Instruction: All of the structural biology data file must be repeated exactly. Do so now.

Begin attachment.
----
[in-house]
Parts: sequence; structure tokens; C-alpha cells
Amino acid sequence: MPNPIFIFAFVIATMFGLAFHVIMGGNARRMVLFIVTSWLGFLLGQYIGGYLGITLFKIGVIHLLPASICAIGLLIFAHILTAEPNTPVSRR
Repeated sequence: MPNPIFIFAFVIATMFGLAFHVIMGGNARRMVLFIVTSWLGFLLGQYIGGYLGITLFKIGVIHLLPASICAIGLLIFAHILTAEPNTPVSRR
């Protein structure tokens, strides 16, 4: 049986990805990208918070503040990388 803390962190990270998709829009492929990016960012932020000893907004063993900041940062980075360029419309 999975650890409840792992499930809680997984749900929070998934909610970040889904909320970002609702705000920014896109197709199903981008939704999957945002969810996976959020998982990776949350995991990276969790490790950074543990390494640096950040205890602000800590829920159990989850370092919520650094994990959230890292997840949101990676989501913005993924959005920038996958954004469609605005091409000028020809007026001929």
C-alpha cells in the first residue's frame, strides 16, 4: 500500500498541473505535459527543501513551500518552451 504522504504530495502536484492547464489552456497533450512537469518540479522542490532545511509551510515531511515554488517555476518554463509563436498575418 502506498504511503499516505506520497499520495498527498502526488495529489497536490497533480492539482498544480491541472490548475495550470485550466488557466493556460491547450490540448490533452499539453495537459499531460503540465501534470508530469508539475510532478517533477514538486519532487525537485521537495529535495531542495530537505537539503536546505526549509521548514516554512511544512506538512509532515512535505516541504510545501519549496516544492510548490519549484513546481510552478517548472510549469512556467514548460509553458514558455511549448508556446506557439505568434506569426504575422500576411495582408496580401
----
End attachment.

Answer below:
[in-house]
Parts: sequence; structure tokens; C-alpha cells
Amino acid sequence: MPNPIFIFAFVIATMFGLAFHVIMGGNARRMVLFIVTSWLGFLLGQYIGGYLGITLFKIGVIHLLPASICAIGLLIFAHILTAEPNTPVSRR
Repeated sequence: MPNPIFIFAFVIATMFGLAFHVIMGGNARRMVLFIVTSWLGFLLGQYIGGYLGITLFKIGVIHLLPASICAIGLLIFAHILTAEPNTPVSRR
């Protein structure tokens, strides 16, 4: 049986990805990208918070503040990388 803390962190990270998709829009492929990016960012932020000893907004063993900041940062980075360029419309 999975650890409840792992499930809680997984749900929070998934909610970040889904909320970002609702705000920014896109197709199903981008939704999957945002969810996976959020998982990776949350995991990276969790490790950074543990390494640096950040205890602000800590829920159990989850370092919520650094994990959230890292997840949101990676989501913005993924959005920038996958954004469609605005091409000028020809007026001929």
C-alpha cells in the first residue's frame, strides 16, 4: 500500500498541473505535459527543501513551500518552451 504522504504530495502536484492547464489552456497533450512537469518540479522542490532545511509551510515531511515554488517555476518554463509563436498575418 502506498504511503499516505506520497499520495498527498502526488495529489497536490497533480492539482498544480491541472490548475495550470485550466488557466493556460491547450490540448490533452499539453495537459499531460503540465501534470508530469508539475510532478517533477514538486519532487525537485521537495529535495531542495530537505537539503536546505526549509521548514516554512511544512506538512509532515512535505516541504510545501519549496516544492510548490519549484513546481510552478517548472510549469512556467514548460509553458514558455511549448508556446506557439505568434506569426504575422500576411495582408496580401